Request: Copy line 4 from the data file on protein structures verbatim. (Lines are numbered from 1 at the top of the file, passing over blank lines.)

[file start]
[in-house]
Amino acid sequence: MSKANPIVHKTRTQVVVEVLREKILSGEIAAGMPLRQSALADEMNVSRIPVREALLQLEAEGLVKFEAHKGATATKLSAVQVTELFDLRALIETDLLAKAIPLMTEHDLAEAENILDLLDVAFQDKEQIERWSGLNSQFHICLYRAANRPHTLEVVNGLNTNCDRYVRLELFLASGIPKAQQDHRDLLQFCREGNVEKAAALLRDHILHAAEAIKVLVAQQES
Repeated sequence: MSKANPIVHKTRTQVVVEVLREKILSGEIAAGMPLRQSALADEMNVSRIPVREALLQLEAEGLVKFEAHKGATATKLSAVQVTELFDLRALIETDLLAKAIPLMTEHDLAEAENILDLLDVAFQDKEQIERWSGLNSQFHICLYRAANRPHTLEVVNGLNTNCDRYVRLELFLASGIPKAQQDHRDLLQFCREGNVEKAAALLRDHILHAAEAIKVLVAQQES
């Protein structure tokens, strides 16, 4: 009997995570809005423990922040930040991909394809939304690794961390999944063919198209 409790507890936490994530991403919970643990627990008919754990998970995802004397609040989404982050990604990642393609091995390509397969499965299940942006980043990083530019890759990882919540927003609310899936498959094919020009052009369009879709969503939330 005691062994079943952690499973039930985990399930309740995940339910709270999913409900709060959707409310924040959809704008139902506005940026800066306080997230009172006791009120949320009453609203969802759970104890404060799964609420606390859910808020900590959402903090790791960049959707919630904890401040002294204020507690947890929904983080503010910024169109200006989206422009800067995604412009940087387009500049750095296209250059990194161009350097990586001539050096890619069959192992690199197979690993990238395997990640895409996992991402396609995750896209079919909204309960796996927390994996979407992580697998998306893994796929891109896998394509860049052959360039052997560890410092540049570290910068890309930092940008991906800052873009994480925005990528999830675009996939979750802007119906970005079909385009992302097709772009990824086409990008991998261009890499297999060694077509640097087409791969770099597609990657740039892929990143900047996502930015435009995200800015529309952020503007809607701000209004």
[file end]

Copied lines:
């Protein structure tokens, strides 16, 4: 009997995570809005423990922040930040991909394809939304690794961390999944063919198209 409790507890936490994530991403919970643990627990008919754990998970995802004397609040989404982050990604990642393609091995390509397969499965299940942006980043990083530019890759990882919540927003609310899936498959094919020009052009369009879709969503939330 005691062994079943952690499973039930985990399930309740995940339910709270999913409900709060959707409310924040959809704008139902506005940026800066306080997230009172006791009120949320009453609203969802759970104890404060799964609420606390859910808020900590959402903090790791960049959707919630904890401040002294204020507690947890929904983080503010910024169109200006989206422009800067995604412009940087387009500049750095296209250059990194161009350097990586001539050096890619069959192992690199197979690993990238395997990640895409996992991402396609995750896209079919909204309960796996927390994996979407992580697998998306893994796929891109896998394509860049052959360039052997560890410092540049570290910068890309930092940008991906800052873009994480925005990528999830675009996939979750802007119906970005079909385009992302097709772009990824086409990008991998261009890499297999060694077509640097087409791969770099597609990657740039892929990143900047996502930015435009995200800015529309952020503007809607701000209004």